The Crown Prosecution Service today embarks on a major hiring spree to cope with the extra work that will land on its desk after the government vowed to get tough on crime.
The prime minister has pledged to recruit 20,000 extra police officers. This will result in more work for the CPS, which received an extra £85m to 'build capacity and manage caseloads'.
Today, the CPS said it aims to hire 390 prosecutors by June, as well as 100 paralegals and administrators in the future.
Max Hill, director of public prosecutions, said: 'Every day our prosecutors advise the police and make fair and impartial charging decisions on all types of criminal cases. We’ve received a funding boost of £85m and are looking for lawyers from all backgrounds to join us. In return we offer flexible working hours, remote working, which will particularly help parents and carers, and a chance to make a real difference to people’s lives.'
While the additional cash was welcomed at the time, the CPS suffered a 34% fall in its budget between 2008 and 2018. In 2018/19 it prosecuted 494,811 cases. However, the DPP has often spoken about the challenges facing his team, including an 'explosion' of digital evidence. Earlier this month CPS inspectors said the faults identified over the years have 'almost without exception... been caused or exacerbated by the problem of too few legal staff being spread too thinly over a volume of work of ever increasing complexity'.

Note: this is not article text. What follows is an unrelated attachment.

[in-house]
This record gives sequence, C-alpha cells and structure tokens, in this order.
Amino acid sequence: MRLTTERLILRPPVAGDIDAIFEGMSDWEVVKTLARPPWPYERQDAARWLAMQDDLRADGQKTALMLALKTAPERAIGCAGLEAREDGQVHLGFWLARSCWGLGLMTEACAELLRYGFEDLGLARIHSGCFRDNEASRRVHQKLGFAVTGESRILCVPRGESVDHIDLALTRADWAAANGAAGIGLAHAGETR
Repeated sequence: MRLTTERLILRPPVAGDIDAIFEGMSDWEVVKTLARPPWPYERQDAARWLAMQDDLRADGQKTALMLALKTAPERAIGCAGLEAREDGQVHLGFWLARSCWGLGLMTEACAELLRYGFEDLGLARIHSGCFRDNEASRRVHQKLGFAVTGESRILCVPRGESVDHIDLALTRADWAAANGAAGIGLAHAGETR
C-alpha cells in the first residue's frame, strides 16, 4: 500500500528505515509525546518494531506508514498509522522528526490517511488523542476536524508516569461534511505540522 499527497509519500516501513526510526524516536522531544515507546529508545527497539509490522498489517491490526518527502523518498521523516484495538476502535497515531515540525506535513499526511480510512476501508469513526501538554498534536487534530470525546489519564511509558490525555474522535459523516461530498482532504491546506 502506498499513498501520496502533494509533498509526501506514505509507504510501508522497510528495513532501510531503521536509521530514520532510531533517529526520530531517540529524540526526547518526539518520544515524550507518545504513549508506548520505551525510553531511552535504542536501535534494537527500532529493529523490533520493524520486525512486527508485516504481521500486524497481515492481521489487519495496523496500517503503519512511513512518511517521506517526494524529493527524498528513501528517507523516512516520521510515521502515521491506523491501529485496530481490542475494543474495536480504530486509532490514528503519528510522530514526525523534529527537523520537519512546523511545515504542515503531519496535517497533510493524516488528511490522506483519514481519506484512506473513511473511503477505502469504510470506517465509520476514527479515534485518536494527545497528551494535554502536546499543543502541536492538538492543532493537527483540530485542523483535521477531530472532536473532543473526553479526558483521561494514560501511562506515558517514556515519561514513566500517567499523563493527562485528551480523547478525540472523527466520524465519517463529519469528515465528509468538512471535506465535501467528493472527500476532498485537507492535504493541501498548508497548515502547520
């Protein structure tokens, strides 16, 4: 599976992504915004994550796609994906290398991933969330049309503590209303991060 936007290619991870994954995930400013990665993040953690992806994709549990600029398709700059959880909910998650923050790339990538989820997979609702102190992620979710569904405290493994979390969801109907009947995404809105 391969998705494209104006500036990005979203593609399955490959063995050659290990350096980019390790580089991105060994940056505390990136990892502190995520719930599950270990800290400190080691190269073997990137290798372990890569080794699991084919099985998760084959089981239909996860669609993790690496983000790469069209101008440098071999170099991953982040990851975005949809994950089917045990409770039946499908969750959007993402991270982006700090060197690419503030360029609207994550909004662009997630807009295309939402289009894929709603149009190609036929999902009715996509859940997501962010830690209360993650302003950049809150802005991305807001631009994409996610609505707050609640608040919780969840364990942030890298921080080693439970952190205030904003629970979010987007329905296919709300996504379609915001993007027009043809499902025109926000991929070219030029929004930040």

Amanda Pinto QC, chair of the Bar Council, said: 'It is good news that the CPS is recruiting more prosecutors. Together with the promised increase in police numbers, this should go some way to address plummeting investigation, prosecution and conviction levels, even whilst crime figures have risen. But the whole system, from start to finish, needs urgent funding, not only for the police and prosecutors, but also to ensure there are enough defence lawyers, enough courts open, and enough judges sitting to hear cases. A piecemeal approach won’t repair the damage done by years of cuts to justice.'
The Criminal Bar Association's chief, Caroline Goodwin QC, said CPS investment must go hand in hand with investment into criminal legal aid advocacy fees to prooperly handle an increase in the criminal caseload. The ministry is currently reviewing criminal legal aid fees. Indicative proposals on five areas where work was accelerated were supposed to be published last November but were postponed due to the general election.
Meanwhile, Nottingham Law School revealed that it has been awarded one of two UK contracts to train CPS solicitor apprentices. The apprentices will work for the CPS as they complete four years of the LLB Law (Distance Learning) course. In the final two years they will prepare for the Solicitors Qualifying Exam. At the end of the programme, they will have a qualifying law degree and, subject to successfully completing the SQE, will be qualified as solicitors and progress to a crown prosecutor role.